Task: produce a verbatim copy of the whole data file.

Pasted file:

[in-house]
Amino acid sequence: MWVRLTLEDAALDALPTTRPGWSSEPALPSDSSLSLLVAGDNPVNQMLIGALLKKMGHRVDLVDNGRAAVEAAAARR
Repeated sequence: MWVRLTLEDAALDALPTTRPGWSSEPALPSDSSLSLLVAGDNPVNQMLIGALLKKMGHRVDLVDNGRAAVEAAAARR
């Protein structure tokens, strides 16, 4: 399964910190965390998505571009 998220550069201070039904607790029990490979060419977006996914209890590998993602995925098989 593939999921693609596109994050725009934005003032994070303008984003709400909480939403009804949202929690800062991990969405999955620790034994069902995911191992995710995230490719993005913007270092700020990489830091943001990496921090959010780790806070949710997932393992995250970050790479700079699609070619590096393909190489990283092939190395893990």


[in-house]
Amino acid sequence: MWVRLTLEDAALDALPTTRPGWSSEPALPSDSSLSLLVAGDNPVNQMLIGALLKKMGHRVDLVDNGRAAVEAAAARR
Repeated sequence: MWVRLTLEDAALDALPTTRPGWSSEPALPSDSSLSLLVAGDNPVNQMLIGALLKKMGHRVDLVDNGRAAVEAAAARR
């Protein structure tokens, strides 16, 4: 399964910190965390998505571009 998220550069201070039904607790029990490979060419977006996914209890590998993602995925098989 593939999921693609596109994050725009934005003032994070303008984003709400909480939403009804949202929690800062991990969405999955620790034994069902995911191992995710995230490719993005913007270092700020990489830091943001990496921090959010780790806070949710997932393992995250970050790479700079699609070619590096393909190489990283092939190395893990």